My daughter enjoys watching a couple of wedding related TV shows. Each “Say Yes to the Dress” episode follows two brides through their search for their perfect wedding gown. “Four Weddings” is a show where brides attend each other’s weddings; each ranks each other’s venue, food, dress etc., with the winning couple receiving a luxury honeymoon.
This was cute when my daughter was 10, but as she gets older, these shows have a different impact on me.
I thought I would put together some things for today’s couples to think about as they are about to tie the knot.
Top 2016 Wedding Statistics
A survey of nearly 13,000 US couples married in 2016 uncovered the costs and trends of weddings today and discovered:
- In 2016, the average cost of a wedding reached an all-time high at $35,329, while the number of guests dropped.
- Custom guest entertainment has more than tripled, from 11% to 41%, since 2009, with photo booths (78%), games (18%), musical performances (12%), and fireworks (8%) at the top of the list.
- Most Expensive Place to Get Married: New York City (Manhattan specifically), with an average cost of $78,464.
- Least Expensive Place to Get Married is Arkansas, with an average cost of $19,522 average spend.
- Average Spend on a Wedding Dress: $1,564
- Average Number of Guests: 141
- Average Number of Bridesmaids: 5
- Average Number of Groomsmen: 5
- Most Popular Month to Get Engaged:
- Average Length of Engagement: 15 months
- Percentage of Destination Weddings: 20
Parents are Absorbing Much of the Cost
Parents are still paying for most of today’s weddings. On average, the bride's parents contribute 44% of the overall wedding budget, the bride and groom contribute 42%, and the groom's parents contribute about 13%.
Fully Funded Retirement?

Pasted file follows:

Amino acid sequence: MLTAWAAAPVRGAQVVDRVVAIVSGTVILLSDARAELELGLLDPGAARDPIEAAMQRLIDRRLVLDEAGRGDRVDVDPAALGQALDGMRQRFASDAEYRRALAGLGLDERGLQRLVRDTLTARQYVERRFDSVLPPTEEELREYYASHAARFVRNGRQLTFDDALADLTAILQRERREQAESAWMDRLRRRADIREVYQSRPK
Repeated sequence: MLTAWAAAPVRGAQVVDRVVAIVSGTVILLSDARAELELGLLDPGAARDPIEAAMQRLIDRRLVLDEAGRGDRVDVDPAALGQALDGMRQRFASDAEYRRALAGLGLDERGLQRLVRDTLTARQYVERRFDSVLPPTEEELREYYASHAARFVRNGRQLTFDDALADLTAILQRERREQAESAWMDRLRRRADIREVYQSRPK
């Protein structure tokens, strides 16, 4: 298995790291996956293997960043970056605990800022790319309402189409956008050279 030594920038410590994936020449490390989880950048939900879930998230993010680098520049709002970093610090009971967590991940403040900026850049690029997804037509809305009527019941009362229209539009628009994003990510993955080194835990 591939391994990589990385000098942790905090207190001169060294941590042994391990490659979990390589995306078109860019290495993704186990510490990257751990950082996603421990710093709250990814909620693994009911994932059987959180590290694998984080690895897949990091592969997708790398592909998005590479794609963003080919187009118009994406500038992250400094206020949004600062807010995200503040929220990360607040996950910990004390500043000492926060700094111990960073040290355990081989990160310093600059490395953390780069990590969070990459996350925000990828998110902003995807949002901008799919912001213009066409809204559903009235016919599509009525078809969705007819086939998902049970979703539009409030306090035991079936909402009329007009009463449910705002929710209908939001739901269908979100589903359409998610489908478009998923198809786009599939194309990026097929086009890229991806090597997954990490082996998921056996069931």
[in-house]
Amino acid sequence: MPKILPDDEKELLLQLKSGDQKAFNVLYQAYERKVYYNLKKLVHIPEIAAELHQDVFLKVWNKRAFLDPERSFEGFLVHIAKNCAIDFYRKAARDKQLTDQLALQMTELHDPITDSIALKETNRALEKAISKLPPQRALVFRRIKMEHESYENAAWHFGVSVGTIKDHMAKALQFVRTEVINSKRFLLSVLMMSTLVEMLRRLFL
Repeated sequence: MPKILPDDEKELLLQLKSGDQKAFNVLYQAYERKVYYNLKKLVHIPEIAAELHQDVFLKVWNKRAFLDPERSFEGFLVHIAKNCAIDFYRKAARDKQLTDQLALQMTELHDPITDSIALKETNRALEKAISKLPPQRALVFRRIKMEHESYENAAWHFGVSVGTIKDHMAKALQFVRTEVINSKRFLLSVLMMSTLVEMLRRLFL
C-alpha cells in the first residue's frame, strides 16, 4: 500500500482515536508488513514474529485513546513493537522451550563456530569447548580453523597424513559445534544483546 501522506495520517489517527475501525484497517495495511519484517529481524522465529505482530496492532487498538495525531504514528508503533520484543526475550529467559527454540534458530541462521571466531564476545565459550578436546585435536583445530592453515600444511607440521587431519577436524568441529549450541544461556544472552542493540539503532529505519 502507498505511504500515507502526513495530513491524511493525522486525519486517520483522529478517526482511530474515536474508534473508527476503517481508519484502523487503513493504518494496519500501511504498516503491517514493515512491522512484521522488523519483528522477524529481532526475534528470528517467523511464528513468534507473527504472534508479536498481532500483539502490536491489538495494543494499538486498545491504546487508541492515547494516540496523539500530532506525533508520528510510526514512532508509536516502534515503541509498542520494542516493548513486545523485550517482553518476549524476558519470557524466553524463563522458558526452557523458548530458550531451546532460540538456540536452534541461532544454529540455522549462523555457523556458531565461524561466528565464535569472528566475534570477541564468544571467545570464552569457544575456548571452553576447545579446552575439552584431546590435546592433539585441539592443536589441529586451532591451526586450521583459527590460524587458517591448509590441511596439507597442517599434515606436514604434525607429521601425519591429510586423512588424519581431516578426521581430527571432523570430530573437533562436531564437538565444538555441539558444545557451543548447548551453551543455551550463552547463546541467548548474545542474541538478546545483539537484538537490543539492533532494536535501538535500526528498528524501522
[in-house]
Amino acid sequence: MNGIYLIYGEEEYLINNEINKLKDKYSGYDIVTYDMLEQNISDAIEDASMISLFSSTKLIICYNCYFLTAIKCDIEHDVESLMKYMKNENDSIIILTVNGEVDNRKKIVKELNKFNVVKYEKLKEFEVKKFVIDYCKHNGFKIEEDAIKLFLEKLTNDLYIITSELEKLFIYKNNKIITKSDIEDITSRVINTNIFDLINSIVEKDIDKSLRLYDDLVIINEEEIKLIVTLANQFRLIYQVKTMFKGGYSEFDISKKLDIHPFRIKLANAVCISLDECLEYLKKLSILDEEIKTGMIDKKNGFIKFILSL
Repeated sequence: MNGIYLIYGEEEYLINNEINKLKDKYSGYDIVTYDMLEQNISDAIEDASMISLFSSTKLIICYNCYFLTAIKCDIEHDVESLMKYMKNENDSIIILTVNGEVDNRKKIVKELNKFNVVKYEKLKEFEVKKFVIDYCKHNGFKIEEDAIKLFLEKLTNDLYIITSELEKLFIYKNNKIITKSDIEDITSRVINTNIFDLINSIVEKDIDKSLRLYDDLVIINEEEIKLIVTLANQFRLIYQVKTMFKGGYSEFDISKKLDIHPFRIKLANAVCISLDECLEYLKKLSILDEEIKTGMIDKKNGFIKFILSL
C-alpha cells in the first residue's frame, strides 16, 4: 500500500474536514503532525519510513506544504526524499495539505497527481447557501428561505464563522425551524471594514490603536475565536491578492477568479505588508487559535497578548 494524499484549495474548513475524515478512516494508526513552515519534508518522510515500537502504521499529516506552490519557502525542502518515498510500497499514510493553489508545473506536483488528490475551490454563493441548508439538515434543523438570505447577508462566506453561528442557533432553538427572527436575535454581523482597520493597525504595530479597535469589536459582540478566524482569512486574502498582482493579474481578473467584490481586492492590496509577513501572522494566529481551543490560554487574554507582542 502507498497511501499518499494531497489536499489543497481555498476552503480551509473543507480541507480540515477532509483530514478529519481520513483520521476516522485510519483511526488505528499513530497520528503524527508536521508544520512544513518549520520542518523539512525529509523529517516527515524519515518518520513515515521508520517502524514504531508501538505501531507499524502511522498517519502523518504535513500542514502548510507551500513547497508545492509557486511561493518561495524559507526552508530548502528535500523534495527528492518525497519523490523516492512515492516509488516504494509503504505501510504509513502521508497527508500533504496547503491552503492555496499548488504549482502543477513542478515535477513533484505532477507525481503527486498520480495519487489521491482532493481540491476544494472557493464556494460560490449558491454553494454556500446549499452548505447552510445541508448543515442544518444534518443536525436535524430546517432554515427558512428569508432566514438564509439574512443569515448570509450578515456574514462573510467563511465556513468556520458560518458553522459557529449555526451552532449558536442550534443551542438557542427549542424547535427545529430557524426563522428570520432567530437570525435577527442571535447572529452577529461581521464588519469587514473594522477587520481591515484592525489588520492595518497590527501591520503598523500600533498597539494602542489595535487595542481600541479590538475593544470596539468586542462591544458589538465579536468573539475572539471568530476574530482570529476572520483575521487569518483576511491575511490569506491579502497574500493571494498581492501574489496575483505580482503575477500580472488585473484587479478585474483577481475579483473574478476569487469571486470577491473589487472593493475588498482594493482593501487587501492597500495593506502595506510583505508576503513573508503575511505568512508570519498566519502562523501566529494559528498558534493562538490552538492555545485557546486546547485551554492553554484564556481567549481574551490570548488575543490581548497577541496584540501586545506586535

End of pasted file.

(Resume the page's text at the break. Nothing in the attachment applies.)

At the risk of sounding unromantic, I considered how this wedding money might be used for other things. Instead of spending the average of $35,329 for a wedding, what if couples were married at their local courthouse, instead? Let’s say they spend an average of $100 on a marriage license and then another $229 on a nice lunch. For the remaining $35,000, they could:
- Pay off most of their student loans – the average Class of 2016 graduate has $37,172 in student loan debt.
- Make a healthy down payment on a house – although the median home price in California is $500,000, there are plenty of starter homes (or homes outside of California) where $35,000 covers a good chunk of the down payment.
- Start a solid retirement savings account – setting aside these funds in an S&P 500 index fund for 40 years (assuming 9% growth rate) would provide $1.1 million in retirement savings.
I’m not sure what my kids are expecting as far as weddings go. I’m not even sure what my wife is expecting. But, I am sure my kids are expecting to have the “wouldn’t you rather?” discussion with their father when the time comes.
Have a question about balancing short-term spending and long-term savings? Give me a call at (949) 441-4410 at any time.
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